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The Irish Media and the Corrib Gas Project
 
 

 
 
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No Ordinary Pipeline: Your Pipeline News
 
Andrew McGrath 

 

The energy distribution firm Emera plans to build a gas pipeline from the liquid natural gas terminal in Mispec, New Brunswick, through the city of St. John and down to the U.S. border, on behalf of Irving Oil and partner Repsol. Despite assurances by the company that it has a spotless safety record, the city’s fire chief, in a report submitted to the city council, has backed calls by residents to re-route the pipeline under the Bay of Fundy rather than through the city, stating that while a rupture was unlikely, its consequences could be catastrophic. The report states that a high intensity fire would rapidly burn an area extending 300 metres from the point of rupture. The proposed route will bring the pipeline close to the Irving oil refinery, an electrical substation, apartment blocks and houses, manufacturing plants using hazardous materials, and through Rockwood Park. In secret negotiations with Irving Oil (reminiscent of those conducted with representatives of the oil and gas industry by Energy Minister Ray Burke in 1987) city mayor Norman McFarlane was persuaded to make huge tax concessions on the lands Irving wanted for the St. John LNG terminal.
 
    The Russian Government recently shut down sections of the Sakhalin 2 pipeline project, on the stated grounds of multiple violations of environmental protection legislation. A group of Russian and international environmental groups, in a letter to the European Bank of Reconstruction and Development, stated that the project, in which Shell has a 55% stake, cannot credibly demonstrate that Sakhalin 2 complies with the Bank’s enviromental policies. Severe erosion has plagued the pipeline route as a result of failed, and in some cases non-existent, erosion control measures, with runoff polluting wild salmon rivers. Erosion, along with the threat of seismic activity in the region, poses serious risks for pipeline integrity. The dumping of a million tons of waste by the consortium will threaten the survival of the dwindling grey whale population. The Sakhalin Island economy, also, is heavily dependent on fishing, and is already under threat from pollution. Owing to a large influx of foreign workers, Sakhalin Island has seen an explosion in prostitution, violence against women, and HIV/AIDS. Even if the Russian Government’s intervention, citing such concerns, is a pretext for increasing the state company Gazprom’s stake in the project, it has succeeded in bringing to prominence a series of grave violations the responsibility for which rests entirely with the consortium. It is also a recognition that official corruption has given energy multinationals undue influence.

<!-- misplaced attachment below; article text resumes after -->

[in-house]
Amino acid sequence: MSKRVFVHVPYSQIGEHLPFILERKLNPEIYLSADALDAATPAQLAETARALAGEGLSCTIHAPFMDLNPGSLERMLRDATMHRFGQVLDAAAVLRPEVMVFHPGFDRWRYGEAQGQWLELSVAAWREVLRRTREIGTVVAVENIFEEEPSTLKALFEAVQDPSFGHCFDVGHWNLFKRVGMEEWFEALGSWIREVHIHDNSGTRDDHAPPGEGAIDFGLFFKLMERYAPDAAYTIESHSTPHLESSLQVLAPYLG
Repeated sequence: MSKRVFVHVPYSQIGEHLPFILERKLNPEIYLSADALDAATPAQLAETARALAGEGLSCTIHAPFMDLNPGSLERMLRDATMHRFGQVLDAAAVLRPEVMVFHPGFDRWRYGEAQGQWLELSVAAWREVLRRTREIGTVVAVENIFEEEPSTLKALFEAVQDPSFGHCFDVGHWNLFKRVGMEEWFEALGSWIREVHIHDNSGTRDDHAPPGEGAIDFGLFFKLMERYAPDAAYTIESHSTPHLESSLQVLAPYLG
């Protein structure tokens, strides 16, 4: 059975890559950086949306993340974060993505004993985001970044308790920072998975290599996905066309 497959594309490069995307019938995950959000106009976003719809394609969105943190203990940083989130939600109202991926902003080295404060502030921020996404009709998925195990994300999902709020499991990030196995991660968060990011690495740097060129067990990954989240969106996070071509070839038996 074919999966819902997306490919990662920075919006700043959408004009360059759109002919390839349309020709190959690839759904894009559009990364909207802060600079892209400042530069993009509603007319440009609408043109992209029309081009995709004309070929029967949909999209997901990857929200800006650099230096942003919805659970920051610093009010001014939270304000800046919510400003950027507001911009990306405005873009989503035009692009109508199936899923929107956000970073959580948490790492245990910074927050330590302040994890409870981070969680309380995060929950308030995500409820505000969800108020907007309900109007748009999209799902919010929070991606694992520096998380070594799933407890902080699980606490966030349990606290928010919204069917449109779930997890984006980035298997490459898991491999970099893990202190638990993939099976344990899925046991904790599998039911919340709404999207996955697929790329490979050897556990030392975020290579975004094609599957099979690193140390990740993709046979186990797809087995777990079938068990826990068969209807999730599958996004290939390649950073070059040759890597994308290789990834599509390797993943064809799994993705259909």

The Russian Government recently shut down sections of the Sakhalin 2 pipeline project, on the stated grounds of multiple violations of environmental protection legislation. A group of Russian and international environmental groups, in a letter to the European Bank of Reconstruction and Development, stated that the project, in which Shell has a 55% stake, cannot credibly demonstrate that Sakhalin 2 complies with the Bank’s enviromental policies. Severe erosion has plagued the pipeline route as a result of failed, and in some cases non-existent, erosion control measures, with runoff polluting wild salmon rivers. Erosion, along with the threat of seismic activity in the region, poses serious risks for pipeline integrity. The dumping of a million tons of waste by the consortium will threaten the survival of the dwindling grey whale population. The Sakhalin Island economy, also, is heavily dependent on fishing, and is already under threat from pollution. Owing to a large influx of foreign workers, Sakhalin Island has seen an explosion in prostitution, violence against women, and HIV/AIDS. Even if the Russian Government’s intervention, citing such concerns, is a pretext for increasing the state company Gazprom’s stake in the project, it has succeeded in bringing to prominence a series of grave violations the responsibility for which rests entirely with the consortium. It is also a recognition that official corruption has given energy multinationals undue influence.